We also confirmed that this was saving some CPU usage in the methods that query MongoDB — with the original (default) implementation, result decoding shows up in 2647 samples:

Whereas with the custom implementation, result decoding shows up in 1486 samples, and most of them are inside our custom codec:

Reaching a conclusion

At this point we had a discussion in the team, where I actually argued for abandoning this line of work. While it was clear that we were spending around 5% of this component’s CPU time on redundantly representing these query results in a HashMap-based type, which we then immediately extracted two fields out of, it was also clear that this wouldn’t be a game-changing performance improvement.

Saving 5% CPU time is nice, but this component wasn’t really the bottleneck in the first place — we were running 6 instances of this backend server (and would still need to run 6 instances if we could reduce the CPU usage by 5%), compared to dozens of significantly higher-spec nodes for the MongoDB cluster proper. So it was clear that the biggest performance gains would come from improving our MongoDB queries. (Eagle-eyed viewers may have noticed a change in method name between the first two profile traces — actually the work to improve our queries was already going on in parallel). Most of all, writing a production-quality deserializer looked like a tedious task that I really didn’t want to do — and I was conscious that code that is tedious to write is also tedious to maintain.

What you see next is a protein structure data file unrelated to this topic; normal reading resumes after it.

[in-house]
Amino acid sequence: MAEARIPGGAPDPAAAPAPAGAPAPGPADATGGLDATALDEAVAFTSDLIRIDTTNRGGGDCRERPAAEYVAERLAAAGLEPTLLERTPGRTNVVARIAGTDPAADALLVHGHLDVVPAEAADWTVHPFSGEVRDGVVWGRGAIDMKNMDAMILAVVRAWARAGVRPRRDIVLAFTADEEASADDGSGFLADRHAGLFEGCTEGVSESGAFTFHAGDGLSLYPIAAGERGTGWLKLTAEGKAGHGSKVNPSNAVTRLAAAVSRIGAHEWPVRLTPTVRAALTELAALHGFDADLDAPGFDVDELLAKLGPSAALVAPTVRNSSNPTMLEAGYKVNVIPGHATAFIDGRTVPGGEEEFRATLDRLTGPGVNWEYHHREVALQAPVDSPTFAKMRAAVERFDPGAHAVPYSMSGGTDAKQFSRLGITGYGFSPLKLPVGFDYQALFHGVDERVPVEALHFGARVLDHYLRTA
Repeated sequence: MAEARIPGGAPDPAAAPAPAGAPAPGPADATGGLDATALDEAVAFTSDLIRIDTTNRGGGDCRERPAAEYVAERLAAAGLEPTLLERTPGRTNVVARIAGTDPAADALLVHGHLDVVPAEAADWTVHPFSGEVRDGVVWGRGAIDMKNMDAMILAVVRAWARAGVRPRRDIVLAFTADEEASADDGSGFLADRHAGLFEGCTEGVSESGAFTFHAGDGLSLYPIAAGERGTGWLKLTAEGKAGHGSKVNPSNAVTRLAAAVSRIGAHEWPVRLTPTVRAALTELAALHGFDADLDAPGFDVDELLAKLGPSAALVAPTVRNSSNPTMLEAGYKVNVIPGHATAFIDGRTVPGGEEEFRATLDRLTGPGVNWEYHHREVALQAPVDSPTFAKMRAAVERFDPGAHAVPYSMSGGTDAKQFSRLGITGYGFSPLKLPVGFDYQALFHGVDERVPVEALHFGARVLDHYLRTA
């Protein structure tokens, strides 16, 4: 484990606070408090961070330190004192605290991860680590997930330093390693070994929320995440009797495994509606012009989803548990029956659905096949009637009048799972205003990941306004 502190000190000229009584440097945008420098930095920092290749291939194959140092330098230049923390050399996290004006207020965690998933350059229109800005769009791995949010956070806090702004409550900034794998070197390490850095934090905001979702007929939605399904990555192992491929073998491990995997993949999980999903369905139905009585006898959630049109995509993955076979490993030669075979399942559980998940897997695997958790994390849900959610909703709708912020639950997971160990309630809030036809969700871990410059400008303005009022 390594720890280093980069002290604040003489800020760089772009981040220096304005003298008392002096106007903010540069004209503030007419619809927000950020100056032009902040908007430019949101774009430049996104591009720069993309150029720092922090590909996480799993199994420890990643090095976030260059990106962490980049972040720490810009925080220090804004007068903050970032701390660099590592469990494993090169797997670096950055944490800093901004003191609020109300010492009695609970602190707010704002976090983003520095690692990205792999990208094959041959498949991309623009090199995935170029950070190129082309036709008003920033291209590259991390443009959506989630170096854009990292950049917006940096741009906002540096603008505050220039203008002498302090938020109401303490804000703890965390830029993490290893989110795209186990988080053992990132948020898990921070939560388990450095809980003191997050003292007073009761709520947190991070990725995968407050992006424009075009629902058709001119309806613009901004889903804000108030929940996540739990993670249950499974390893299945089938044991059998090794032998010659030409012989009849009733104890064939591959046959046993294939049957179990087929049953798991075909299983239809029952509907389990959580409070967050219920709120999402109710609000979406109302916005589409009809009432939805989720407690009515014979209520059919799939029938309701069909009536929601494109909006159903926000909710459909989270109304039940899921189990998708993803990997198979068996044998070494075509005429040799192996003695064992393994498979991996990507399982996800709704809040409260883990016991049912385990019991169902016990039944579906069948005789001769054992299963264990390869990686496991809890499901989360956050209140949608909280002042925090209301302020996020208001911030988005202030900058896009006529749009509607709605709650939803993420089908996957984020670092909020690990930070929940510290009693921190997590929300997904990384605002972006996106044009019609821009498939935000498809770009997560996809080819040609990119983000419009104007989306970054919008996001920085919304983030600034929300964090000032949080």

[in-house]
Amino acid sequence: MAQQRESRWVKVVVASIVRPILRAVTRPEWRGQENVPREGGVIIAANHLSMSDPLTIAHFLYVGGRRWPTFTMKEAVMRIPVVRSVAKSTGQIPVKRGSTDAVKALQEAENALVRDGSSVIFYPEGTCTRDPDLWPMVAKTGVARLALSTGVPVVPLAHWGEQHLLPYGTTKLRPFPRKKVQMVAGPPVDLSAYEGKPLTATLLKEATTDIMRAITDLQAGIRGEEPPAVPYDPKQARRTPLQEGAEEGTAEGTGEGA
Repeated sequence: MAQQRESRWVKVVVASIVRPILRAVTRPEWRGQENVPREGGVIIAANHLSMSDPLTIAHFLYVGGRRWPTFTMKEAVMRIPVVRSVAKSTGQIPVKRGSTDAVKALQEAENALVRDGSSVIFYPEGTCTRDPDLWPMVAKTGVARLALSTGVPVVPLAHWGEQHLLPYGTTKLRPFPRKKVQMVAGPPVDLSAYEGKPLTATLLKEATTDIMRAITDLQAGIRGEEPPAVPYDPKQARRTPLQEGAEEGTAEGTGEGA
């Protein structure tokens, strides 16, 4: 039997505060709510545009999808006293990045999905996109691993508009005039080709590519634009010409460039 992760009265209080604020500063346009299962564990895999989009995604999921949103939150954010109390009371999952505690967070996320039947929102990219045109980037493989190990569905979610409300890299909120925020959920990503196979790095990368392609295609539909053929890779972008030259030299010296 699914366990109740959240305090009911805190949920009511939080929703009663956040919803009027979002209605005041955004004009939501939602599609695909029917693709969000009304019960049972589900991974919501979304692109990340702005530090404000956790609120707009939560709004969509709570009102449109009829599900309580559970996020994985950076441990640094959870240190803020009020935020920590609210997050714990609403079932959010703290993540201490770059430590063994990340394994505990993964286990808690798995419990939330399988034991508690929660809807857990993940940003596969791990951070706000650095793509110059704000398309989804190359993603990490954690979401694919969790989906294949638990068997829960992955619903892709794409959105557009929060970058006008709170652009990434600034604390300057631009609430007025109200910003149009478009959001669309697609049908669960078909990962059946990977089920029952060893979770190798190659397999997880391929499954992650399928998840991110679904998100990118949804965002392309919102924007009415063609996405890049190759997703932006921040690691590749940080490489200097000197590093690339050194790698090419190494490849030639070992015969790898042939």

As you can tell from the fact that this post isn’t ending yet, my colleague convinced me otherwise — he thought that a 5% improvement in CPU usage was very much worthwhile. So I started writing the production implementation — but as I struggled with the boilerplate needed to match the MongoDB API, I thought there must be a better way. So I did what I should have done in the first place: I looked for a library that could help us out, and I found KMongo. While this library offers a lot of functionality that I haven’t explored yet, the important part was that I saw it integrated with kotlinx.serialization for no-reflection (de)serialization using generated code. This meant it should be roughly as fast as a handwritten deserializer, but instead of having to write all the boilerplate (such as error handling) myself, all I had to do was write some annotated classes with the same shape as our PoI query results:

import kotlinx.serialization.Serializable

data class Geolocation(val coordinates: List<Double>?)

data class PoiLocationProjection(val _id: String, val geolocation: Geolocation?) {
    fun latitude() = geolocation?.coordinates?.get(1)
    fun longitude() = geolocation?.coordinates?.get(0)

And there we have it! From the profiling trace we can see that deserialization now happens via some generated $$serializer inner classes:

So we’re getting high-performance deserialization with no hashmaps and no reflection, similar to handwritten code, but using a (hopefully) mature and maintained library rather than having to write and test some custom code myself. Job done!